1946 Elections for the Thuringian State Parliament (20 October). Constitution passed (20 December). Statehood confirmed.

1949 Integration of Thuringia into the newly founded German Democratic Republic.

1950 Erfurt chosen as seat of government for Thuringia.

1951 Erfurt becomes location for Thuringian State Parliament.

1952 State of Thuringia dissolved (25 July 1952); formation of GDR districts of Erfurt, Gera, Suhl.

1989 Peaceful Revolution leads to later dissolution of the GDR.

1990, 3 October: Day of German Unity; State of Thuringia recreated. 14 October: First free elections for the Thuringian State Parliament since 1946; white and red are chosen as state colours; state coat of arms is the Thuringian lion surrounded by eight stars (symbolising Thuringia’s founding states). 25 October: Constituent session of the new Thuringian State Parliament.

1993, 25 October: Constitution of the Free State of Thuringia passed.
Copyright: Prof. Dr. Axel Stelzner, University of Jena

Thuringia’s lovely towns and castles

Contrasting the peace and quiet of the forest are the busy towns and cities of Thuringia (Thueringen).Offering an attractive blend of history and tradition, culture and leisure facilities, modern and classic art and architecture, the towns and cities of Thuringia are always worth a visit.

The over 1.250-year-old capital of Thuringia, Erfurt, shows the Middle Ages set in stone and has one of the largest and best preserved town centers in Germany. Not to be missed are the impressive background of the Erfurt Cathedral St Mary and Church St Severi to the timber-framed houses along the Cathedral Square (Domplatz), the house-bridge Merchants’ Bridge (Krämerbrücke) - completely preserved and the longest of its kind in Europe - the town houses of the rich along the square Fischmarkt, the traditional garden exhibition egapark (egapark) or the recently recovered fortress Petersberg (Zitadelle Petersberg), as only a handful of the impressive sights in Erfurt, the capital of Thuringia. Martin Luther was a monk at the Augustinian Monastery (Augustinerkloster) which today not only displays a museum but attracts visitors as a guest house and conference centre.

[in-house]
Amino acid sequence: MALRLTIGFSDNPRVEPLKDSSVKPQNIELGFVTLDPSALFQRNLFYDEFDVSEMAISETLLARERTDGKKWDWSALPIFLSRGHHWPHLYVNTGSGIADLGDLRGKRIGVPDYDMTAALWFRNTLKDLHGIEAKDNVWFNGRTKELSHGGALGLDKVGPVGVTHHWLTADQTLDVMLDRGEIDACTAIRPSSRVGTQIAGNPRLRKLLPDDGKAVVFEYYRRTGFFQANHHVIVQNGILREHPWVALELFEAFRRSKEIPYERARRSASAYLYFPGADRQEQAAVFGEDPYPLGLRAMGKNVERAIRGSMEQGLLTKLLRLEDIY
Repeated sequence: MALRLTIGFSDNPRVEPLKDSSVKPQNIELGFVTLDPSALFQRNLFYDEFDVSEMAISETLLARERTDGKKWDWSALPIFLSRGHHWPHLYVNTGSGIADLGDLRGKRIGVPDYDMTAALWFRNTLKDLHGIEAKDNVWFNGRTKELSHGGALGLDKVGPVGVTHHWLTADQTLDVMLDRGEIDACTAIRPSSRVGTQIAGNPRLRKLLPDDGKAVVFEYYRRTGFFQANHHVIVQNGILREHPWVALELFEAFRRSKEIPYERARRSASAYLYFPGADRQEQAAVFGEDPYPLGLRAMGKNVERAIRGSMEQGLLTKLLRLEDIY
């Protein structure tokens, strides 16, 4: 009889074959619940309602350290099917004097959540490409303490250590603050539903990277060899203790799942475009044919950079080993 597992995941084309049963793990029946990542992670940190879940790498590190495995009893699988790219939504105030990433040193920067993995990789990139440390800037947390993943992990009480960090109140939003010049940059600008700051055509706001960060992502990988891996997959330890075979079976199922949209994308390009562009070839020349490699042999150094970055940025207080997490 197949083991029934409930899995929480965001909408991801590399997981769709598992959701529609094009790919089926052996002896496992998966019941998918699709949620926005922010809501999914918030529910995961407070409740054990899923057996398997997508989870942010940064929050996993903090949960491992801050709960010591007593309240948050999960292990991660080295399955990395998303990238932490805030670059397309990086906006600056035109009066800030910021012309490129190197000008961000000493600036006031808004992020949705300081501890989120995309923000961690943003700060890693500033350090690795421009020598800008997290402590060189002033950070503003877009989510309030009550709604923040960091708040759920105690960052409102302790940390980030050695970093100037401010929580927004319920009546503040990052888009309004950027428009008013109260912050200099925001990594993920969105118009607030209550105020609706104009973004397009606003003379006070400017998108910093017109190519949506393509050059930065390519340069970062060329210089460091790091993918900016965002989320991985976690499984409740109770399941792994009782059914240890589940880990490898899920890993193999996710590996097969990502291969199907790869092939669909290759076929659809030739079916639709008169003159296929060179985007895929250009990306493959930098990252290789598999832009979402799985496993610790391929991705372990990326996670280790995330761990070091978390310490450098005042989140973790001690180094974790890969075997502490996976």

Interesting to know:
A walk across the Krämerbrücke bridge is a particularly impressive experience. Initially made of wood, then built from stone in 1325, this bridge linked the settlements and markets on the right and left banks of the River Gera. The narrow cobblestone road is edged with narrow houses on both sides. Generations of traders and craftspeople have lived - and still live - on the bridge. Today there is a fascinating selection of ceramics, jewellery, souvenirs and Thuringian specialities on offer.
City tours are available in English, French, Spanish, Italian and Russian.

The Cultural Capital of 1999, Weimar, hardly has a single street or lane that does not reflect the interesting and exciting history of the town. The bronze statues of Johann Wolfgang von Goethe and Friedrich Schiller in front of the German National Theatre (Deutsches Nationaltheater Weimar) have been a tourist magnet for many generations. Along with the inner-city „cultural mile“ and a total of 27 museums this town on the river Ilm is a popular attraction for tourists from all over the world. 16 sights and objects in the classical city of Weimar were also inducted as members to the list of UNESCO World Heritage sites. The high artistic quality of the public and private buildings, castles and parks in and around the city testify to the renowned cultural developments of the Weimar Classical Period. Some of the protected sights include: Goethe’s home, Schiller’s home, Goethe’s Garden House and the three palaces – Belvedere, Ettersburg and Tiefurt with their unique grounds.

The Duchess Anna Amalia Library (Herzogin Anna Amalia Bibliothek), also part of the World Heritage site of classical Weimar, reopened in October 2007, only 3 years after being damaged by a devastating fire. This visitor magnet holds the world’s largest Faust Collection, by Goethe (3,900 volumes), important Middle-Age manuscripts, historic maps and a collection of bibles and music volumes. It is now open for visitors from Tuesday to Sunday 9.30 a.m. to 2.30 p.m. The Bauhaus in Weimar is also part of the UNESCO World Heritage list and a must for visitors on the footsteps of modern art and architecture. In 2015, Weimar will be getting a new Bauhaus Museum.